The answer to higher education problems: philanthropy?
At the Global Irish Economic Forum conducted over recent days in Dublin one of the topics for discussion was the state of Irish higher education. According to a report in the Examiner newspaper, Taoiseach (Prime Minister) Enda Kenny suggested in reply to a comment (that US universities rely on private donations for success) that the Irish government will put in place a structured and transparent framework for philanthropic donations.
It should be emphasised that government support for philanthropy is welcome, but it is not without risk. I remember a debate in the Irish parliament about six years ago on university funding in which one member after another got up to suggest that private donations were the answer to all the funding problems. They are not. In the first place, almost no philanthropist will make donations designed to compensate for government funding cuts. More generally, donations are typically made to support capital investment, or perhaps make available support for disadvantaged students – but never to cover shortfalls in revenue for day to day spending. In my experience very few politicians understand that.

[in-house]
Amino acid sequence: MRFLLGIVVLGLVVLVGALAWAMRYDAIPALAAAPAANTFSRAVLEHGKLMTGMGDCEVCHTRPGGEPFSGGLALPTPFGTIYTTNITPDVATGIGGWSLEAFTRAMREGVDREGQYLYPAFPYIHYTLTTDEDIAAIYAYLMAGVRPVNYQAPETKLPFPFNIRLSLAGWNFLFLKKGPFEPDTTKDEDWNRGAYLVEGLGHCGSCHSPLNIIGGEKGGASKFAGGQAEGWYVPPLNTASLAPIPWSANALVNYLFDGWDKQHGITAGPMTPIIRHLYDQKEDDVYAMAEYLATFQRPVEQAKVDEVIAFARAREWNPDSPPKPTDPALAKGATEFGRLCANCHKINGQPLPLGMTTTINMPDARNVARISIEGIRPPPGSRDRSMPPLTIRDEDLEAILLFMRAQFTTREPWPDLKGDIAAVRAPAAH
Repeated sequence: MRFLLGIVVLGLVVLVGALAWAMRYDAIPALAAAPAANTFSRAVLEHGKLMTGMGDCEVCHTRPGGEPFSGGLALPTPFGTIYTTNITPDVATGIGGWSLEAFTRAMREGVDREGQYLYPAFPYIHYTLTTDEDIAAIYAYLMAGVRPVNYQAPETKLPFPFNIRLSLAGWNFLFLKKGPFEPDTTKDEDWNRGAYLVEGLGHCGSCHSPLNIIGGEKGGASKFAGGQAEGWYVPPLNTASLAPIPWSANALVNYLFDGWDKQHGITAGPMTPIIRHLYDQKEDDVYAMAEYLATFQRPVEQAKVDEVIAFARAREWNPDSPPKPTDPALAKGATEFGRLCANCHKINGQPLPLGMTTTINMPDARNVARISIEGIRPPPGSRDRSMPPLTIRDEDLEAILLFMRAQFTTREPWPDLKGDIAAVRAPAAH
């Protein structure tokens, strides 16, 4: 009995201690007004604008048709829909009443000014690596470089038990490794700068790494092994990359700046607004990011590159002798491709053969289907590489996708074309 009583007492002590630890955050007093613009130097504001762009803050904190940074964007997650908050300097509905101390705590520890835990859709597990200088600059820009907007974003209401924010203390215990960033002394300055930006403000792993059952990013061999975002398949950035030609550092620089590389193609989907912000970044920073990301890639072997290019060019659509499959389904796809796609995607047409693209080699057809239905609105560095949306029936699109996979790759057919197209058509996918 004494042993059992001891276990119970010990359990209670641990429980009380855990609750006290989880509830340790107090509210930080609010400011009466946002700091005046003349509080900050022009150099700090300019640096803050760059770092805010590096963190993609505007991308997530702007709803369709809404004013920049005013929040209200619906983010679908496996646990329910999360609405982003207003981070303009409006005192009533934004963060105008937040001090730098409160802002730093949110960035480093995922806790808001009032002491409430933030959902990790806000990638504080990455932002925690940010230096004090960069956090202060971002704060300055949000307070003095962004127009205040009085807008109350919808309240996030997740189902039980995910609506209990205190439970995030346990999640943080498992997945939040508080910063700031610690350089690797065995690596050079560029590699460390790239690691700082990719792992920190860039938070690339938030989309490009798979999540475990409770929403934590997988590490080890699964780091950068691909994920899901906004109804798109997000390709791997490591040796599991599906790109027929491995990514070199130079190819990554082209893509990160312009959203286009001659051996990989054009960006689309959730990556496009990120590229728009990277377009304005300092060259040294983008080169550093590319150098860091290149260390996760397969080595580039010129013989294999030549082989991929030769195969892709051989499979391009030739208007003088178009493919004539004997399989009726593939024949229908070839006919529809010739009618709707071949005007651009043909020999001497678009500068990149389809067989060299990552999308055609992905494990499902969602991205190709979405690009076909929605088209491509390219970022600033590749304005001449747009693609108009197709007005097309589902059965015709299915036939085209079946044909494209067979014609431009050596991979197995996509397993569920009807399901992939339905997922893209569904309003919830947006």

Philanthropy is playing – or certainly should be playing – a major role in allowing universities to develop themselves and to pursue innovative ambitions. But it is not a source of revenue to cover operating costs. Unless this is understood, fundraising will always fall short of its real potential.